Staff Sgt. Robert McKevitt, left, was fired from his civilian job after reportedly using a forklift to get candy from a vending machine. (Rodney White/Des Moines Register)
It’s a familiar tableau: an overpriced vending-machine candy bar dangles on a spiral hook, tantalizingly out of reach and refusing to drop.
For most of us, that mini-drama usually ends in defeat. But not for Robert McKevitt of Spirit Lake, whose victory over an uncooperative vending machine ultimately cost him his job.
McKevitt, a staff sergeant in the Iowa National Guard, was working the second shift at Polaris Industries’ warehouse in Milford, Iowa, when he decided to break for a snack last fall.
He says he deposited $1 in a vending machine, selected a 90-cent Twix bar, and then watched as the candy bar crept forward in its slot, began its descent and was abruptly snagged by a spiral hook that held it suspended in midair.
“I was, like, ‘Oh, man,’ ” said McKevitt, 27. “So I put in another dollar, and then it wouldn’t do anything.”
At first, McKevitt’s frustration took the customary route: He banged the side of the machine. He tried rocking it back and forth.
But when that didn’t work, McKevitt walked away and commandeered an 8,000-pound forklift, according to state unemployment compensation records.
He reportedly drove up to the vending machine, lifted it 2 feet off the concrete warehouse floor — then let it drop. He allegedly repeated the maneuver at least six times, by which time three candy bars had fallen into the chute for his retrieval.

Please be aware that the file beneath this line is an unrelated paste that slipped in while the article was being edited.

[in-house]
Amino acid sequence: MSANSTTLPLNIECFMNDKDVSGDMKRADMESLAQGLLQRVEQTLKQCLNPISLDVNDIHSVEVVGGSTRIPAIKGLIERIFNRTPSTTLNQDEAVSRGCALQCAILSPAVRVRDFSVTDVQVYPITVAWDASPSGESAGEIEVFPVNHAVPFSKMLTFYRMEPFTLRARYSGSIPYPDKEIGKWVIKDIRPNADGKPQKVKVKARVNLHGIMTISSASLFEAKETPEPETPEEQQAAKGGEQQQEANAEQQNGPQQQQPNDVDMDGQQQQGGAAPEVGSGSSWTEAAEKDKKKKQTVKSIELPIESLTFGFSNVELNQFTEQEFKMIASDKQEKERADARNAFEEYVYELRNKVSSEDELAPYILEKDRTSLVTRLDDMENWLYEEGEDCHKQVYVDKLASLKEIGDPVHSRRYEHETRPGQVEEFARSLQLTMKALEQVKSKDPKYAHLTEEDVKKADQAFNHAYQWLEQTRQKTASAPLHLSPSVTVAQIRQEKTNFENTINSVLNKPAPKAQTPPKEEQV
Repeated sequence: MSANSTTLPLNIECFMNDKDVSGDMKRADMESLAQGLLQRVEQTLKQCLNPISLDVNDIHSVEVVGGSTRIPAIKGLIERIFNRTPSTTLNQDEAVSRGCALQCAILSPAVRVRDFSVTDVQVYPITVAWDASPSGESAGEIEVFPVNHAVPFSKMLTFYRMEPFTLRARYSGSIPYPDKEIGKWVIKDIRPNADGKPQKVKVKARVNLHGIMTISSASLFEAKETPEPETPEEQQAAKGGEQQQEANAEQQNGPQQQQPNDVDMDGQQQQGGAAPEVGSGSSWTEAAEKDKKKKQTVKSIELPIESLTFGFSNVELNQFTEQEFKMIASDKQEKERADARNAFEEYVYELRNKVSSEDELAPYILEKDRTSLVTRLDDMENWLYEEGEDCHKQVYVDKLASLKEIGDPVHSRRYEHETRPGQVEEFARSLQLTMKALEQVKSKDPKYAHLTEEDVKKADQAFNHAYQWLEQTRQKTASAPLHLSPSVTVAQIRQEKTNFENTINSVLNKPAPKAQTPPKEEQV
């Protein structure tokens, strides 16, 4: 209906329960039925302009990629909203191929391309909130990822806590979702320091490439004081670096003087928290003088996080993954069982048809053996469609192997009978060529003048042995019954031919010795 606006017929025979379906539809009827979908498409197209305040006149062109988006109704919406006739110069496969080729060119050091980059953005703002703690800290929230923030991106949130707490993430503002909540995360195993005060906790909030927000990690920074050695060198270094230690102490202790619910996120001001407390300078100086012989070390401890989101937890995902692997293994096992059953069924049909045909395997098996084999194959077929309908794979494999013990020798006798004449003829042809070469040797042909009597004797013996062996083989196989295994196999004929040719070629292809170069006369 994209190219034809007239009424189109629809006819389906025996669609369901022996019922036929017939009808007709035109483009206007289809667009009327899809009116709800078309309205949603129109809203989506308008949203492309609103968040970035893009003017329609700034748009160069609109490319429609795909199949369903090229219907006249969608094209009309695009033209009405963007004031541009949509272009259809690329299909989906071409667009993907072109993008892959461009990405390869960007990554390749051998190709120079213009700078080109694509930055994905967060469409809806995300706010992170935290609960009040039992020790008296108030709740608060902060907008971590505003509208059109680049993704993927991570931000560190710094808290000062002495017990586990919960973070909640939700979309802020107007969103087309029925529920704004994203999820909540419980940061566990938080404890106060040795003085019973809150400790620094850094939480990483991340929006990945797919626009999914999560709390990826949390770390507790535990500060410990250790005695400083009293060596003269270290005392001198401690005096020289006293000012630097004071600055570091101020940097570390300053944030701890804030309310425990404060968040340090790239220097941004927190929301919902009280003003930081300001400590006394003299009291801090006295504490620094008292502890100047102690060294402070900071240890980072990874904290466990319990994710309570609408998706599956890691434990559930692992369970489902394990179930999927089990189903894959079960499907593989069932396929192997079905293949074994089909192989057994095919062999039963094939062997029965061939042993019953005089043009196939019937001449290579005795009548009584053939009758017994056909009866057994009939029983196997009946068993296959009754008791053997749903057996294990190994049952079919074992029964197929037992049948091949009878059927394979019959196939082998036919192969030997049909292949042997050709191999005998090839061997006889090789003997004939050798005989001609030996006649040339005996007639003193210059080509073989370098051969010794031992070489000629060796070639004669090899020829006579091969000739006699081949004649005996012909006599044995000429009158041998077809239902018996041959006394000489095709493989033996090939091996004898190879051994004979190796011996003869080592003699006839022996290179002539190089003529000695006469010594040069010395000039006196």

When a supervisor confronted him, McKevitt allegedly explained he was simply trying to get the snack he had paid for.
He was fired five days later.
In a ruling that became public last month, a state administrative law judge denied his claim for unemployment benefits, saying McKevitt had demonstrated a willful disregard for his employer’s interests.
McKevitt, who served in Afghanistan in 2011 and is a member of 1st Battalion, 194th Field Artillery, didn’t testify at his Dec. 16 unemployment-benefits hearing.
But he told The Des Moines Register he never lifted and dropped the vending machine.
He says after shaking the machine to retrieve the elusive Twix bar, he used his forklift to move it back in place against the wall.
“That machine was trouble,” he said. “They fired me, and now I hear they have all new vending machines there.”